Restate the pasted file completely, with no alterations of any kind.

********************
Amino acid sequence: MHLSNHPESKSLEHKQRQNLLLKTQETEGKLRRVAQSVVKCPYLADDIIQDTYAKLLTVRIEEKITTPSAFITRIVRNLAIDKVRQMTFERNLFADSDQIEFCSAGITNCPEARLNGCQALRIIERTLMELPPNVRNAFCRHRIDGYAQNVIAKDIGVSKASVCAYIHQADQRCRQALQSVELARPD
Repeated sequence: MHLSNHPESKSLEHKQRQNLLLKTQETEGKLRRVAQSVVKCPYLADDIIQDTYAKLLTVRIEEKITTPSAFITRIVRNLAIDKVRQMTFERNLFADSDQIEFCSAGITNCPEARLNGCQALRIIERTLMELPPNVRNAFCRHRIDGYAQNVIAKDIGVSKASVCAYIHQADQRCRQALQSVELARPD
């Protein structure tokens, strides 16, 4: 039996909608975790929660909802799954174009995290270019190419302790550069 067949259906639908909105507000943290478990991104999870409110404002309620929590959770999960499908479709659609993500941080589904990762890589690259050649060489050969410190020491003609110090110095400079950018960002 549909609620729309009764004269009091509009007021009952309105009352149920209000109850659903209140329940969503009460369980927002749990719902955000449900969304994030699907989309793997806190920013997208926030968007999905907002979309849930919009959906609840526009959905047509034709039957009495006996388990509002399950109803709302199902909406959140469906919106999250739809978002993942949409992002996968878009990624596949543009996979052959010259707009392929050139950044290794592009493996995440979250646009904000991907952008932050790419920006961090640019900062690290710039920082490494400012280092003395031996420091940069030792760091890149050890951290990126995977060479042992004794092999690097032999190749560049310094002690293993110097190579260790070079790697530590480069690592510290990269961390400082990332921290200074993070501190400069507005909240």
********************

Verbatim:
Amino acid sequence: MHLSNHPESKSLEHKQRQNLLLKTQETEGKLRRVAQSVVKCPYLADDIIQDTYAKLLTVRIEEKITTPSAFITRIVRNLAIDKVRQMTFERNLFADSDQIEFCSAGITNCPEARLNGCQALRIIERTLMELPPNVRNAFCRHRIDGYAQNVIAKDIGVSKASVCAYIHQADQRCRQALQSVELARPD
Repeated sequence: MHLSNHPESKSLEHKQRQNLLLKTQETEGKLRRVAQSVVKCPYLADDIIQDTYAKLLTVRIEEKITTPSAFITRIVRNLAIDKVRQMTFERNLFADSDQIEFCSAGITNCPEARLNGCQALRIIERTLMELPPNVRNAFCRHRIDGYAQNVIAKDIGVSKASVCAYIHQADQRCRQALQSVELARPD
């Protein structure tokens, strides 16, 4: 039996909608975790929660909802799954174009995290270019190419302790550069 067949259906639908909105507000943290478990991104999870409110404002309620929590959770999960499908479709659609993500941080589904990762890589690259050649060489050969410190020491003609110090110095400079950018960002 549909609620729309009764004269009091509009007021009952309105009352149920209000109850659903209140329940969503009460369980927002749990719902955000449900969304994030699907989309793997806190920013997208926030968007999905907002979309849930919009959906609840526009959905047509034709039957009495006996388990509002399950109803709302199902909406959140469906919106999250739809978002993942949409992002996968878009990624596949543009996979052959010259707009392929050139950044290794592009493996995440979250646009904000991907952008932050790419920006961090640019900062690290710039920082490494400012280092003395031996420091940069030792760091890149050890951290990126995977060479042992004794092999690097032999190749560049310094002690293993110097190579260790070079790697530590480069690592510290990269961390400082990332921290200074993070501190400069507005909240």